A Ten-Step Guide for Freelance Writers and Artist Types
1. Learn how to cook. You may think I’m joking. This is the most important piece of advice of them all. I would be not be an arts critic right now if I didn’t know how to cook. The fastest way to decimate your income is to go out to eat all the time. Especially in a city like New York. I’m not saying don’t go out to eat; I love restaurants. But make going out to eat an event. Spend a lot every once in a while on a really amazing meal. I was lucky; I grew up with a grandmother who made amazing Indian food and had her own vegetable garden in the backyard. From her, I learned a whole arsenal of DIY cooking techniques. I also taught myself a lot, from cookbooks.
Also: Shop at farmers’ markets whenever possible. Or join a CSA. The produce there is better and cheaper than the neatly arranged, creepily perfect produce at Whole Foods (the overpriced, idealized landscape that Michael Pollan once referred to as “supermarket pastoral.”) Plus, you get to know the people who work at the farms, and make connections with them. A lot of them are really cool. I’ve had long conversations with people who work at farmers’ markets about ambient music and gardening, for instance. One of them even fixed my bicycle when it was broken, for free. Supermarkets depress me, frankly.
2. Don’t spend more than 30 percent of your income on rent. If you can’t afford New York, leave New York. Be honest with yourself. I was always appalled to see how much some of my friends in New York were spending on rent. Sometimes, when I lived there, I’d be spending up to 50 percent of my income on rent. That is no way to live. Figure out ways to collectivize. If you can’t afford to live alone, then don’t. Live with other people — people you like, preferably. Your goal in life should not be to make your landlord rich.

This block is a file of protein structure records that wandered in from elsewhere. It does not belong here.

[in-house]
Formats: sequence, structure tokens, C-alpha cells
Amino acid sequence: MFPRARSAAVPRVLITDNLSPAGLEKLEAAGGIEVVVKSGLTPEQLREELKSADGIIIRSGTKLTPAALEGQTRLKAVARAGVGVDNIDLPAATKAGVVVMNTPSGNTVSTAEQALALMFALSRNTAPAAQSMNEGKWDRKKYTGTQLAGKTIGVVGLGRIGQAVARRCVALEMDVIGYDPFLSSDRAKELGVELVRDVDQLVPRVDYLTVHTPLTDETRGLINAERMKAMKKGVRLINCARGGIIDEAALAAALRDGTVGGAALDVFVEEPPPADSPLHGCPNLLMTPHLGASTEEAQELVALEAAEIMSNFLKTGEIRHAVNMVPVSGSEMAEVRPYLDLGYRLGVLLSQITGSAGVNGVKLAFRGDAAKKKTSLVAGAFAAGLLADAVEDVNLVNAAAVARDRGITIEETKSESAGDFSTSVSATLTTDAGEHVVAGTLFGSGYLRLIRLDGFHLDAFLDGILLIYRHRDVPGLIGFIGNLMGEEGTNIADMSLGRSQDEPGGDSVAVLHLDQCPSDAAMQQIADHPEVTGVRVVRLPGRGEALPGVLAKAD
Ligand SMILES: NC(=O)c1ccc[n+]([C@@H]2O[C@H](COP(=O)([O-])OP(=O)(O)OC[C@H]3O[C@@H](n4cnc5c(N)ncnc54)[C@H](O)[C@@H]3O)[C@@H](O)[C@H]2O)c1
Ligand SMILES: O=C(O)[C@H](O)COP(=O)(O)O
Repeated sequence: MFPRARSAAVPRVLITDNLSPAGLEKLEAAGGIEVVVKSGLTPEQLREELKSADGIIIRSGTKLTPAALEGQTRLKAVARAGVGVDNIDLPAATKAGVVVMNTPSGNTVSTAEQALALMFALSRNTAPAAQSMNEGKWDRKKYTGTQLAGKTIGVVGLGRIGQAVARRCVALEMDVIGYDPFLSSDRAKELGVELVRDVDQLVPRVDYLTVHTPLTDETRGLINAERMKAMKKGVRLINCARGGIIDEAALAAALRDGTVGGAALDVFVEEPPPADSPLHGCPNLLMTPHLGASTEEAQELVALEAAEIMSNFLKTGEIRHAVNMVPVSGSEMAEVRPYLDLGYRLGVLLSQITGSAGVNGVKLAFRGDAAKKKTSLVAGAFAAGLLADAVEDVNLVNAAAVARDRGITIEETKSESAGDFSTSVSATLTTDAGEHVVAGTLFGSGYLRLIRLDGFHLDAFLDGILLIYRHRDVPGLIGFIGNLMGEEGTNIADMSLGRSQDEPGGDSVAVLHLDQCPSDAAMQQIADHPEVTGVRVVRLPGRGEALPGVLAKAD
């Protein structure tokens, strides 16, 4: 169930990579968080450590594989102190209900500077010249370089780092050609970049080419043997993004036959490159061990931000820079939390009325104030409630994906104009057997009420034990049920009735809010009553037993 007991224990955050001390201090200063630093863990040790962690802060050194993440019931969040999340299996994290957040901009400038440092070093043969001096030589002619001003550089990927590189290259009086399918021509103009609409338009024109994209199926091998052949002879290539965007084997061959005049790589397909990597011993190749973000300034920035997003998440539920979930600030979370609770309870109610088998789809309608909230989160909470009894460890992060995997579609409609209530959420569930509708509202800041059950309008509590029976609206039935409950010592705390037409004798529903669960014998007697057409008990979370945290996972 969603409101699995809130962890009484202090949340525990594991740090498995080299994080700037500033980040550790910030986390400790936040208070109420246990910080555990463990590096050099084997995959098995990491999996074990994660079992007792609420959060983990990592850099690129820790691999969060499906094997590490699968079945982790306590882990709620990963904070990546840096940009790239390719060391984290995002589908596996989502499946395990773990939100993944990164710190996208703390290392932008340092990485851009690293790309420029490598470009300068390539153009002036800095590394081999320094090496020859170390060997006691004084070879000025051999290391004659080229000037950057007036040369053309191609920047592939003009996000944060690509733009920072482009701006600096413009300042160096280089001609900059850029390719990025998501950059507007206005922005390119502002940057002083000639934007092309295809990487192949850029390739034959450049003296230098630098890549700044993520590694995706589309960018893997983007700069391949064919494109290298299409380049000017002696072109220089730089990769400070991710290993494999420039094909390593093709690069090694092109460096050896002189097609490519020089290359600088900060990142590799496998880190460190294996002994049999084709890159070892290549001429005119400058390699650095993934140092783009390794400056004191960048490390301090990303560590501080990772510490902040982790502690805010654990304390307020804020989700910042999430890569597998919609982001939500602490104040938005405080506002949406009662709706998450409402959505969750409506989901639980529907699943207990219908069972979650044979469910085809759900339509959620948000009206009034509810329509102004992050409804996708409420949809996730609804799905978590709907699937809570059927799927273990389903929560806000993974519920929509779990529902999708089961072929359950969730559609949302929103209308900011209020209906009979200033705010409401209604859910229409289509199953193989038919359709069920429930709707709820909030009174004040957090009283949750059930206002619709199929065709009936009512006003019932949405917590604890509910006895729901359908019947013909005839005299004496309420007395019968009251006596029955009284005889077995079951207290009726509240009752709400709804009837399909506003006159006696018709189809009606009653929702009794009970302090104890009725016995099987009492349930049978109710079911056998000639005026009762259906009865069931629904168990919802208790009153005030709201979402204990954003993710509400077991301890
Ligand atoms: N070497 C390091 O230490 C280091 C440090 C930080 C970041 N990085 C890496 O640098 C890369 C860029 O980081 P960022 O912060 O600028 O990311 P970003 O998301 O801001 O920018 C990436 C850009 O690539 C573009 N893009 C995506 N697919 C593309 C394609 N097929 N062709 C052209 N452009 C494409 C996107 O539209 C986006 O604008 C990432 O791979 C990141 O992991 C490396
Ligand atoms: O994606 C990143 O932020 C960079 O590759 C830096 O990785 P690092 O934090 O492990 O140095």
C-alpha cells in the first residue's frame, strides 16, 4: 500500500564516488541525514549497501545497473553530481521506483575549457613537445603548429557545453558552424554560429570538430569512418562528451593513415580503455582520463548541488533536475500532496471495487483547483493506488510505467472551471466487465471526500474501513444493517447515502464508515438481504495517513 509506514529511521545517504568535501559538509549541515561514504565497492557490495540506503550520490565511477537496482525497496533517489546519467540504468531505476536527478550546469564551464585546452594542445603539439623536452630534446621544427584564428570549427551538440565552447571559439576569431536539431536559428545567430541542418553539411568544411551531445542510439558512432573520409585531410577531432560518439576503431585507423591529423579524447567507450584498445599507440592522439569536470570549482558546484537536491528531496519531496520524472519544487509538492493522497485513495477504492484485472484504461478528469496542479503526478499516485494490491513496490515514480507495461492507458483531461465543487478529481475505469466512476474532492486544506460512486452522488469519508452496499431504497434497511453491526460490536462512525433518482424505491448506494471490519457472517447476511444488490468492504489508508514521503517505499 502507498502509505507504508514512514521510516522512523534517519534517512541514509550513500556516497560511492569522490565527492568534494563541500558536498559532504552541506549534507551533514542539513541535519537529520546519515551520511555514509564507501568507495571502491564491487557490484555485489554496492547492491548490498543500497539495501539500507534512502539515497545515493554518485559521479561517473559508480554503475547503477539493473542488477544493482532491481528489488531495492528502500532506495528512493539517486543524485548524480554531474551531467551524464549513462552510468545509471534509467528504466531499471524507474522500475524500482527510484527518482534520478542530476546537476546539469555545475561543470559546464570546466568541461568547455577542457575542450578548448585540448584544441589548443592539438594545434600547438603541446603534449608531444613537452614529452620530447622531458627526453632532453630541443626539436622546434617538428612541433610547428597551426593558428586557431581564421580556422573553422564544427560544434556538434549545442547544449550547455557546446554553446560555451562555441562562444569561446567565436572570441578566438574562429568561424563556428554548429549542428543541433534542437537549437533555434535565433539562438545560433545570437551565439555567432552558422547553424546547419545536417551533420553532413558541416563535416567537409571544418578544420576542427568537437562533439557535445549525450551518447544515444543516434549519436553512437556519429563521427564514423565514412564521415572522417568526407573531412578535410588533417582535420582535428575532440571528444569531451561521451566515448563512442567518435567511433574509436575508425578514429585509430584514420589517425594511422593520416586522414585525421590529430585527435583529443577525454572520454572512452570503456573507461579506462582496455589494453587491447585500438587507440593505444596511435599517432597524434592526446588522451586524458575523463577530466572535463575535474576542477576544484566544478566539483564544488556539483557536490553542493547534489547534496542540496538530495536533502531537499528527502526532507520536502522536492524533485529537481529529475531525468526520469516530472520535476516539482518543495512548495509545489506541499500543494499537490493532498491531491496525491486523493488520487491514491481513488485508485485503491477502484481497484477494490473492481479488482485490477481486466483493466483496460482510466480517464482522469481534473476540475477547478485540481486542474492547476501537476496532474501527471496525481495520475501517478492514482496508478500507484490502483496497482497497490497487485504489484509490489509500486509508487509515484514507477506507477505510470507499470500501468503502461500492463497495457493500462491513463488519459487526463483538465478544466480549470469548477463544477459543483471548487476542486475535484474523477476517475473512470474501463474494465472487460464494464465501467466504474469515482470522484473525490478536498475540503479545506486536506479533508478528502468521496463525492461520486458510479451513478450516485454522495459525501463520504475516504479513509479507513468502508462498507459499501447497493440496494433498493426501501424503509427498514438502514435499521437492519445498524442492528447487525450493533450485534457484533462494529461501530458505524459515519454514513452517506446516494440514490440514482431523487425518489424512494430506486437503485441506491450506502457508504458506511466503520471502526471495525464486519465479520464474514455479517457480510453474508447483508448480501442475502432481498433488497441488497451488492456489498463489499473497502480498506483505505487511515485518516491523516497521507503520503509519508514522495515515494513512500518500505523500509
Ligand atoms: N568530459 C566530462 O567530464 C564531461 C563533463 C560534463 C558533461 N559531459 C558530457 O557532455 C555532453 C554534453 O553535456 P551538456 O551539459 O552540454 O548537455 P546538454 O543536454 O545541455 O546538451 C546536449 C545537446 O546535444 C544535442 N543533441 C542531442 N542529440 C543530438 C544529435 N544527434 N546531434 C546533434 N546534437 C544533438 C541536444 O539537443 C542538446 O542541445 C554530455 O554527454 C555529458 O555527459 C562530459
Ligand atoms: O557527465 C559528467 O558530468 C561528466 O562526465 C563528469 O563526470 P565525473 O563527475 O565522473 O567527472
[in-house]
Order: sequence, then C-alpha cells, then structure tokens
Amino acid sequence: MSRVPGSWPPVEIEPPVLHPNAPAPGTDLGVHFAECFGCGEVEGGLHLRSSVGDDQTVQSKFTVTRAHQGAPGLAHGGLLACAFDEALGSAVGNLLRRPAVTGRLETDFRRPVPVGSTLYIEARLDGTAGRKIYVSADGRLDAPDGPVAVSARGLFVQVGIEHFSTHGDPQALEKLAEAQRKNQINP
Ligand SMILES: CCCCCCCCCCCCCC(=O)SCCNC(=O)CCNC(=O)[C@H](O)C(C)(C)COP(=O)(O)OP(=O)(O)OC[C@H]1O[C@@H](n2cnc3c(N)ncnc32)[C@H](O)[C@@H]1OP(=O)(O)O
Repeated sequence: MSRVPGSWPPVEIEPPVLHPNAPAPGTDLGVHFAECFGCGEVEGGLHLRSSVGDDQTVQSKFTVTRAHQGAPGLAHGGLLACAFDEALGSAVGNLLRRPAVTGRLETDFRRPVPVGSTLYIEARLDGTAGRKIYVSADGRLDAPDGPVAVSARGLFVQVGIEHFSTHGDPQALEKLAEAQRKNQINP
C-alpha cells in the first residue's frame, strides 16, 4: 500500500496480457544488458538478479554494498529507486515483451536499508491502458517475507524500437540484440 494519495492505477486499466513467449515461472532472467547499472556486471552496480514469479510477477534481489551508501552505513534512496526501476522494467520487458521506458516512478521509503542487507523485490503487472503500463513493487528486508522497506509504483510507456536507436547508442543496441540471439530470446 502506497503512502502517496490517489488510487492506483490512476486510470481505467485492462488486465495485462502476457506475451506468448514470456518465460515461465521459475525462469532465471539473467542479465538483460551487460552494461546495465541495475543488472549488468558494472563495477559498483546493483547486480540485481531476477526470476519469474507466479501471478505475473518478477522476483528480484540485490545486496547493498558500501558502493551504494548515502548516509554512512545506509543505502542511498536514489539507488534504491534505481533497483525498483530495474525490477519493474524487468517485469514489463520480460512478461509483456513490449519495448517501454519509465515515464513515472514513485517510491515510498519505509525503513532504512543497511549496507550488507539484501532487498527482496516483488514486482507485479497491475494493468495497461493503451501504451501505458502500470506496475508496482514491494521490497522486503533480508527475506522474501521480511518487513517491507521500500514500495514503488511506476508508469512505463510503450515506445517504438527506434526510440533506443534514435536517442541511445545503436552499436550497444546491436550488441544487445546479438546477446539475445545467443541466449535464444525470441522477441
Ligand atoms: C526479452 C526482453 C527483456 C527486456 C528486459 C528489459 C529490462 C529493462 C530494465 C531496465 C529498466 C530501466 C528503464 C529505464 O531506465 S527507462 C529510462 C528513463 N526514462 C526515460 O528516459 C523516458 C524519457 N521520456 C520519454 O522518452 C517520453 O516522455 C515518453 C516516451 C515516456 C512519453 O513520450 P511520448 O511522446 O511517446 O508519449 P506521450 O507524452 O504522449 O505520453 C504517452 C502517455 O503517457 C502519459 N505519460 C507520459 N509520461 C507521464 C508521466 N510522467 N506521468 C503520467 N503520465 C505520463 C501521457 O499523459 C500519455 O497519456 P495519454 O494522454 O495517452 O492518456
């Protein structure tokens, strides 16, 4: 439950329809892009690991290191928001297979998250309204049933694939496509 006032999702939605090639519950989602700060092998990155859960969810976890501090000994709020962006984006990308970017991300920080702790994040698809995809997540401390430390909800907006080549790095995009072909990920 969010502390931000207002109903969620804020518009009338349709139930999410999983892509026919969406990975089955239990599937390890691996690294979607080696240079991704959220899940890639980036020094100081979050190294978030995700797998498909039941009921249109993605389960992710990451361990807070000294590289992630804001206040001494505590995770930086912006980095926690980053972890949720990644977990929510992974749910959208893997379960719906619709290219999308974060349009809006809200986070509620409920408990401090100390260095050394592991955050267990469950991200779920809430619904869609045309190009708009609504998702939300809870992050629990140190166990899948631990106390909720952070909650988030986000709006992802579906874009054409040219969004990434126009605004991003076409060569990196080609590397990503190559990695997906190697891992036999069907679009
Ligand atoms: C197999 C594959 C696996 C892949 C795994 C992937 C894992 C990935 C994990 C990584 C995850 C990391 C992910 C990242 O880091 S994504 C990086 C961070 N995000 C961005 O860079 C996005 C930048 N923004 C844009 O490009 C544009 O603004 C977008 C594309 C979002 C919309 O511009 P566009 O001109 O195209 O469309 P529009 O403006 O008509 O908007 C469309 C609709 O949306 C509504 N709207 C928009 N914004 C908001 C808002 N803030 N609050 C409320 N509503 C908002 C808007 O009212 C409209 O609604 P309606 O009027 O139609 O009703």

Also, cut down your monthly bills as much as you can. Ride a bicycle instead of driving a car, if at all possible. Eschew cable and watch TV on the Internet instead. (I haven’t owned a TV in ten years, and I don’t miss it.) Think of all the recurring bills you have to pay each month, and try to minimize them. For me, I pay a student loan bill, an Internet bill, a health insurance bill, a cell phone bill, and a gas and electric bill each month. That, in and of itself, is too much, but it would be so much worse if I also had to pay for cable TV, car insurance, and who knows what else.
3. View pitching as a sport. Don’t feel dejected when you get turned down. Who cares? Fix up the pitch and pitch again. Have a thick skin. It’s the only way you’re going to get through this business. Also, don’t be afraid to aim high. When I had a pitch rejected by the Village Voice five years ago, I re-pitched it to the New York Times; the editors there loved the story and ran it as a front-page feature in the arts section. For artists: If you get rejected by a foundation or an artist residency program, then whatever. Don’t cry. Try again. And again. And again. Keep throwing things against the wall until something sticks.
4. Get regular exercise. Do yoga. Ride a bicycle. Studies show that exercise improves mood as much as drugs like Prozac. Plus it gets you out of the house. If you can afford it, go for a gym membership, but my personal opinion is that gym memberships cost a lot of dough and most people I know tend to not go enough to justify the cost. On top of that, many gyms usually make you sign shady binding contracts for one or sometimes two years, which often automatically renew, and can really screw you over if you’re not careful. (If you want a gym, check out your local YMCA, which are often much better gyms than most people are led to believe.) I do a ton of yoga and I ride my bicycle like a maniac. Yoga really helped me to be more focused, more self-aware, more giving, more mindful. It may sound hackneyed and New Age-y, but it’s true. I don’t know what I’d do without it. Yoga also helped me connect back to my own culture; I first learned about sun salutations when I was eight years old. The fact that it keeps you fit is a happy side effect. I know that yoga classes can be expensive. But after learning the moves and going for a while, you can work from DVDs or from free podcasts on the Web.